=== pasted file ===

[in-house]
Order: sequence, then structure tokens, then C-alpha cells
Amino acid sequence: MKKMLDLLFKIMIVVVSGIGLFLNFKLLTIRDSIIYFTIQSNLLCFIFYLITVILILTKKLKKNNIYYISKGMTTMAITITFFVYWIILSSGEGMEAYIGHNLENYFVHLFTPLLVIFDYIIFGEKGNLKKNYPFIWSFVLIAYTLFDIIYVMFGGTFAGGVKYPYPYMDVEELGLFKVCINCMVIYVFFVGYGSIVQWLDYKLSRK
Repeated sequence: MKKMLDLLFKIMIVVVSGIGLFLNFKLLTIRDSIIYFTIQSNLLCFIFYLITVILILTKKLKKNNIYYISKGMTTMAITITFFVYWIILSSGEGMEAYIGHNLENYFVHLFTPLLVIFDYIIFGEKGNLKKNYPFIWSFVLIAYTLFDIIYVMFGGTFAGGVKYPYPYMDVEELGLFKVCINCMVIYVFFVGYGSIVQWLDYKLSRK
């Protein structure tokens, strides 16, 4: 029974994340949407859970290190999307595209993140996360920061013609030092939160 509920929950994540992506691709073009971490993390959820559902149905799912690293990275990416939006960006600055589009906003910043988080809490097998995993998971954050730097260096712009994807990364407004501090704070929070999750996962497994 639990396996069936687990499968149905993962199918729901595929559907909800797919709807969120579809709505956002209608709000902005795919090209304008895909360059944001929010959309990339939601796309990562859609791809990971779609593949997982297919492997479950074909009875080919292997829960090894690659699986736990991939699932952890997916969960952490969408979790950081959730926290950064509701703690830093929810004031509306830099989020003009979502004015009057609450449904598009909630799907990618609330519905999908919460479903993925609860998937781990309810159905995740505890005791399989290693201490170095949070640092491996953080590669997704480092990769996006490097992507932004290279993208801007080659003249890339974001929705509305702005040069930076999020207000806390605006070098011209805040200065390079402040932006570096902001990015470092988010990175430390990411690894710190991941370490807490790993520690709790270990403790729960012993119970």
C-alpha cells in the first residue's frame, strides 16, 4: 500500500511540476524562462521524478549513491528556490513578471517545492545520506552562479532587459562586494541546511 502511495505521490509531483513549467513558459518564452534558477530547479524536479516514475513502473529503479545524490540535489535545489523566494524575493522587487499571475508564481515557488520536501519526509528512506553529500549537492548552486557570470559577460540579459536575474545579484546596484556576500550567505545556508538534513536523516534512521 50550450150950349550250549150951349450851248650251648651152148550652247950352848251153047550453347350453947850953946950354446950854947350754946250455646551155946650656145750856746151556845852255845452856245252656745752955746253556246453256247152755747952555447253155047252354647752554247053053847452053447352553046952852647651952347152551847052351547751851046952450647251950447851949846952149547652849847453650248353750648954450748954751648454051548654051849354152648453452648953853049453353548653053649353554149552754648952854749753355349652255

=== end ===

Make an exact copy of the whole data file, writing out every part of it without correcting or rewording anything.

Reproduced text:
[in-house]
Order: sequence, then structure tokens, then C-alpha cells
Amino acid sequence: MKKMLDLLFKIMIVVVSGIGLFLNFKLLTIRDSIIYFTIQSNLLCFIFYLITVILILTKKLKKNNIYYISKGMTTMAITITFFVYWIILSSGEGMEAYIGHNLENYFVHLFTPLLVIFDYIIFGEKGNLKKNYPFIWSFVLIAYTLFDIIYVMFGGTFAGGVKYPYPYMDVEELGLFKVCINCMVIYVFFVGYGSIVQWLDYKLSRK
Repeated sequence: MKKMLDLLFKIMIVVVSGIGLFLNFKLLTIRDSIIYFTIQSNLLCFIFYLITVILILTKKLKKNNIYYISKGMTTMAITITFFVYWIILSSGEGMEAYIGHNLENYFVHLFTPLLVIFDYIIFGEKGNLKKNYPFIWSFVLIAYTLFDIIYVMFGGTFAGGVKYPYPYMDVEELGLFKVCINCMVIYVFFVGYGSIVQWLDYKLSRK
């Protein structure tokens, strides 16, 4: 029974994340949407859970290190999307595209993140996360920061013609030092939160 509920929950994540992506691709073009971490993390959820559902149905799912690293990275990416939006960006600055589009906003910043988080809490097998995993998971954050730097260096712009994807990364407004501090704070929070999750996962497994 639990396996069936687990499968149905993962199918729901595929559907909800797919709807969120579809709505956002209608709000902005795919090209304008895909360059944001929010959309990339939601796309990562859609791809990971779609593949997982297919492997479950074909009875080919292997829960090894690659699986736990991939699932952890997916969960952490969408979790950081959730926290950064509701703690830093929810004031509306830099989020003009979502004015009057609450449904598009909630799907990618609330519905999908919460479903993925609860998937781990309810159905995740505890005791399989290693201490170095949070640092491996953080590669997704480092990769996006490097992507932004290279993208801007080659003249890339974001929705509305702005040069930076999020207000806390605006070098011209805040200065390079402040932006570096902001990015470092988010990175430390990411690894710190991941370490807490790993520690709790270990403790729960012993119970």
C-alpha cells in the first residue's frame, strides 16, 4: 500500500511540476524562462521524478549513491528556490513578471517545492545520506552562479532587459562586494541546511 502511495505521490509531483513549467513558459518564452534558477530547479524536479516514475513502473529503479545524490540535489535545489523566494524575493522587487499571475508564481515557488520536501519526509528512506553529500549537492548552486557570470559577460540579459536575474545579484546596484556576500550567505545556508538534513536523516534512521 50550450150950349550250549150951349450851248650251648651152148550652247950352848251153047550453347350453947850953946950354446950854947350754946250455646551155946650656145750856746151556845852255845452856245252656745752955746253556246453256247152755747952555447253155047252354647752554247053053847452053447352553046952852647651952347152551847052351547751851046952450647251950447851949846952149547652849847453650248353750648954450748954751648454051548654051849354152648453452648953853049453353548653053649353554149552754648952854749753355349652255